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Adobe Community Professional ,
Aug 08, 2021 Aug 08, 2021

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Indeed. That's a lot more useful than image sizes. And it would save us a lot of time.

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Explorer ,
Aug 13, 2021 Aug 13, 2021

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Thanks, D. How do I assign my monitor profile to screengrabs?

 

Scott

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Adobe Community Professional ,
Aug 14, 2021 Aug 14, 2021

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Open the screenshot in Photoshop and Edit > Assign Profile. Open the rolldown and find your monitor profile, and pick that.

 

At this point you will see the colors "snap" into the correct representation. But you don't want to keep it in this profile, because it's a non-standard profile specific to your screen, and it doesn't have any relevance elsewhere.

 

So then you convert to a standard color space, usually sRGB (or Adobe RGB or ProPhoto). You do this with Edit > Convert to Profile.

 

After doing this, the screenshot will match the original file both in appearance and numbers.

 

"Assign" changes the meaning of the existing RGB numbers, and the appearance changes accordingly. "Convert" recalculates all the numbers to preserve the visual appearance as it is.

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Explorer ,
Aug 18, 2021 Aug 18, 2021

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Like this?

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Adobe Community Professional ,
Aug 18, 2021 Aug 18, 2021

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Yes, that's right. That's how you do it.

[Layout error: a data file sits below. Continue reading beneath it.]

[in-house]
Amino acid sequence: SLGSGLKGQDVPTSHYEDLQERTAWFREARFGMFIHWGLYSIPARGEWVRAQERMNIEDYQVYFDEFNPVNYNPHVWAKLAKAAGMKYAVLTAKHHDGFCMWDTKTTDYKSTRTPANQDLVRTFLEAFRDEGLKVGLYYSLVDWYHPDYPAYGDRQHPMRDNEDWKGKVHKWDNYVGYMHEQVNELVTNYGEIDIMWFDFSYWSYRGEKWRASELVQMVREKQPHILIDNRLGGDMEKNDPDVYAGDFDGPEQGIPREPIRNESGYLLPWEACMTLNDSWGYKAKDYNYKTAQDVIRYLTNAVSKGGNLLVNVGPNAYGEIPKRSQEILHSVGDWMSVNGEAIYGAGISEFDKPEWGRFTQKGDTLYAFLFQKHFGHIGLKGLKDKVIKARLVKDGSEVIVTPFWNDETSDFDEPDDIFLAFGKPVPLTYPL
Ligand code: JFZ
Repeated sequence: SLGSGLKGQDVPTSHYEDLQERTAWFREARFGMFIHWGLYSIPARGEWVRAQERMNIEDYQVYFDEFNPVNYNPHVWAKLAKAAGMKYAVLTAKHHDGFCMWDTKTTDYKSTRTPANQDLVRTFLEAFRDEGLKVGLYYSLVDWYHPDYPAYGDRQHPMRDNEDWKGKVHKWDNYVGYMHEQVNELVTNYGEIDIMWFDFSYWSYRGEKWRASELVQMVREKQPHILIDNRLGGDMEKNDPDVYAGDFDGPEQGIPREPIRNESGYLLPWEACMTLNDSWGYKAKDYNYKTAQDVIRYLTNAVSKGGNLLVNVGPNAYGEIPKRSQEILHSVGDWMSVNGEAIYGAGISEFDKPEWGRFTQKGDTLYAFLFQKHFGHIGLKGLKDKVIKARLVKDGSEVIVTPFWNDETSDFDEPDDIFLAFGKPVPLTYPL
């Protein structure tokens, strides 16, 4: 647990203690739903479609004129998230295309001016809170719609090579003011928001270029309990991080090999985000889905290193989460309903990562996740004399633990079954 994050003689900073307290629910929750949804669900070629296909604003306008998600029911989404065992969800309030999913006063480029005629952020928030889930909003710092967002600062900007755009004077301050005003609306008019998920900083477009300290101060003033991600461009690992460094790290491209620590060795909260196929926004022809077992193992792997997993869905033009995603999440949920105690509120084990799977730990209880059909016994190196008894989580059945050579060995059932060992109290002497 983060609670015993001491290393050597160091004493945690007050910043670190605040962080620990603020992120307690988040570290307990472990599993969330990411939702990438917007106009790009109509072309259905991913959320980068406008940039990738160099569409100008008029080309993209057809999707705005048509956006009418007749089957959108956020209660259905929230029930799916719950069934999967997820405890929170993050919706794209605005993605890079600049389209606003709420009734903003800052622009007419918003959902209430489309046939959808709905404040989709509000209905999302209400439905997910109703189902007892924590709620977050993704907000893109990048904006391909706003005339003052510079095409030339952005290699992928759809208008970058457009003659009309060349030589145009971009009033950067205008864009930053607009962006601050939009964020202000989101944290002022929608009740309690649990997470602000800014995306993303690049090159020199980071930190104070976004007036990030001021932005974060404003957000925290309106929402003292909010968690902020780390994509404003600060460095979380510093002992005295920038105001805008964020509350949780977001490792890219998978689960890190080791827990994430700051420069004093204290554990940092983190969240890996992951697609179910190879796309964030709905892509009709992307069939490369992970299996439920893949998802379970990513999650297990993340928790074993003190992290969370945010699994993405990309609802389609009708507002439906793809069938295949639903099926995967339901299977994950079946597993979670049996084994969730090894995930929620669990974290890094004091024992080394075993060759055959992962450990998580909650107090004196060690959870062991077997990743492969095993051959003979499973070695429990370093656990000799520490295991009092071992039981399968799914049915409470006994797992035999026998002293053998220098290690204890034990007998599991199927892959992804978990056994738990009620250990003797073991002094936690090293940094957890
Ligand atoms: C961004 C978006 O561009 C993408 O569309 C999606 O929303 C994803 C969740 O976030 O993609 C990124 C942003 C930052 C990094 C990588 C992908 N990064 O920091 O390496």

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Explorer ,
Aug 18, 2021 Aug 18, 2021

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Thank you!

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Adobe Community Professional ,
Aug 14, 2021 Aug 14, 2021

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And again: What are the two images’ Color Spaces? 

Edit: And: What are Photoshop’s Edit Color Settings? 

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Adobe Community Professional ,
Aug 17, 2021 Aug 17, 2021

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Are the questions »What are the two images’ Color Spaces?« and »What are Photoshop’s Edit Color Settings?« too taxing to answer? 

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Explorer ,
Aug 18, 2021 Aug 18, 2021

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I've asked you politely three, now four, times to not respond to my posts. 

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Adobe Community Professional ,
Aug 18, 2021 Aug 18, 2021

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@scotwllm wrote:

I've asked you politely three, now four, times to not respond to my posts. 


You think I learn the names of rude Forum posters by heart in order to avoid trying to help them in other threads they might start? 

Because you seem to refer to another thread … 

 

But back to the issue at hand: Was the color change owed to the two images having different Color Spaces (or one being unprofiled)? 

 

 

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Adobe Community Professional ,
Aug 19, 2021 Aug 19, 2021

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I think this one is resolved, Christoph. It was indeed different color spaces, one being a screenshot, and yes, at least one of them was untagged, again being a screenshot. I think we can move on.